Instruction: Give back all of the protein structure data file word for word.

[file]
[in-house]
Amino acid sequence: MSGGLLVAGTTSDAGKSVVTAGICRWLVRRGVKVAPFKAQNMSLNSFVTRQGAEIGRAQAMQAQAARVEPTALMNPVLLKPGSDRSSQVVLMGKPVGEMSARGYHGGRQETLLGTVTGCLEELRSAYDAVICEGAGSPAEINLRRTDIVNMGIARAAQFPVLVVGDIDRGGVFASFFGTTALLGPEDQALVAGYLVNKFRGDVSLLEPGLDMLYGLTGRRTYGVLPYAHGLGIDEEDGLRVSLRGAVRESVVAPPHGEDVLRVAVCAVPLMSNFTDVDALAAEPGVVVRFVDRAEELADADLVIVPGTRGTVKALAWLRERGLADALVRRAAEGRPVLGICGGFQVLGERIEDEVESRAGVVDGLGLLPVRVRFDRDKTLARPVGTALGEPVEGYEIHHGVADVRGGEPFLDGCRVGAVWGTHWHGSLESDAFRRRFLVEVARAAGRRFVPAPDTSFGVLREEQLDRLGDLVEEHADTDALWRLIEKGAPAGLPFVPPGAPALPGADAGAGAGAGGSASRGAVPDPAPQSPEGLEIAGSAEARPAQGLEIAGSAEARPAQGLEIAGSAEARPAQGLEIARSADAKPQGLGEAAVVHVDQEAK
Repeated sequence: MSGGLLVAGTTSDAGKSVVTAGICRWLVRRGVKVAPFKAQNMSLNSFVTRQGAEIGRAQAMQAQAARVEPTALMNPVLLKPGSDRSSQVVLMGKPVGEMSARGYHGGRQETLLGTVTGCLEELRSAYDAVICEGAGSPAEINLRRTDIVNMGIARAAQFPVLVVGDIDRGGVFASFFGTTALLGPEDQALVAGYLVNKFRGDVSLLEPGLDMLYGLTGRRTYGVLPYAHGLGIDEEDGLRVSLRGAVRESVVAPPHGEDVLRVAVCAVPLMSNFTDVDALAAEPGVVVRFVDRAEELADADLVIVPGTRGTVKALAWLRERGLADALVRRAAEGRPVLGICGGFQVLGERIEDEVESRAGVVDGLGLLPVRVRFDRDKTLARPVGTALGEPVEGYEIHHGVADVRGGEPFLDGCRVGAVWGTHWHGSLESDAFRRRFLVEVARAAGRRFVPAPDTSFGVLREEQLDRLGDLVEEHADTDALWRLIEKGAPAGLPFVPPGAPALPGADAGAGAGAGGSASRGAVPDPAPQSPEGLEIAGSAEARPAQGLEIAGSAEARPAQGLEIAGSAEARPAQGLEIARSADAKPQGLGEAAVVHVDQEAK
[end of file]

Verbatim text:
[in-house]
Amino acid sequence: MSGGLLVAGTTSDAGKSVVTAGICRWLVRRGVKVAPFKAQNMSLNSFVTRQGAEIGRAQAMQAQAARVEPTALMNPVLLKPGSDRSSQVVLMGKPVGEMSARGYHGGRQETLLGTVTGCLEELRSAYDAVICEGAGSPAEINLRRTDIVNMGIARAAQFPVLVVGDIDRGGVFASFFGTTALLGPEDQALVAGYLVNKFRGDVSLLEPGLDMLYGLTGRRTYGVLPYAHGLGIDEEDGLRVSLRGAVRESVVAPPHGEDVLRVAVCAVPLMSNFTDVDALAAEPGVVVRFVDRAEELADADLVIVPGTRGTVKALAWLRERGLADALVRRAAEGRPVLGICGGFQVLGERIEDEVESRAGVVDGLGLLPVRVRFDRDKTLARPVGTALGEPVEGYEIHHGVADVRGGEPFLDGCRVGAVWGTHWHGSLESDAFRRRFLVEVARAAGRRFVPAPDTSFGVLREEQLDRLGDLVEEHADTDALWRLIEKGAPAGLPFVPPGAPALPGADAGAGAGAGGSASRGAVPDPAPQSPEGLEIAGSAEARPAQGLEIAGSAEARPAQGLEIAGSAEARPAQGLEIARSADAKPQGLGEAAVVHVDQEAK
Repeated sequence: MSGGLLVAGTTSDAGKSVVTAGICRWLVRRGVKVAPFKAQNMSLNSFVTRQGAEIGRAQAMQAQAARVEPTALMNPVLLKPGSDRSSQVVLMGKPVGEMSARGYHGGRQETLLGTVTGCLEELRSAYDAVICEGAGSPAEINLRRTDIVNMGIARAAQFPVLVVGDIDRGGVFASFFGTTALLGPEDQALVAGYLVNKFRGDVSLLEPGLDMLYGLTGRRTYGVLPYAHGLGIDEEDGLRVSLRGAVRESVVAPPHGEDVLRVAVCAVPLMSNFTDVDALAAEPGVVVRFVDRAEELADADLVIVPGTRGTVKALAWLRERGLADALVRRAAEGRPVLGICGGFQVLGERIEDEVESRAGVVDGLGLLPVRVRFDRDKTLARPVGTALGEPVEGYEIHHGVADVRGGEPFLDGCRVGAVWGTHWHGSLESDAFRRRFLVEVARAAGRRFVPAPDTSFGVLREEQLDRLGDLVEEHADTDALWRLIEKGAPAGLPFVPPGAPALPGADAGAGAGAGGSASRGAVPDPAPQSPEGLEIAGSAEARPAQGLEIAGSAEARPAQGLEIAGSAEARPAQGLEIARSADAKPQGLGEAAVVHVDQEAK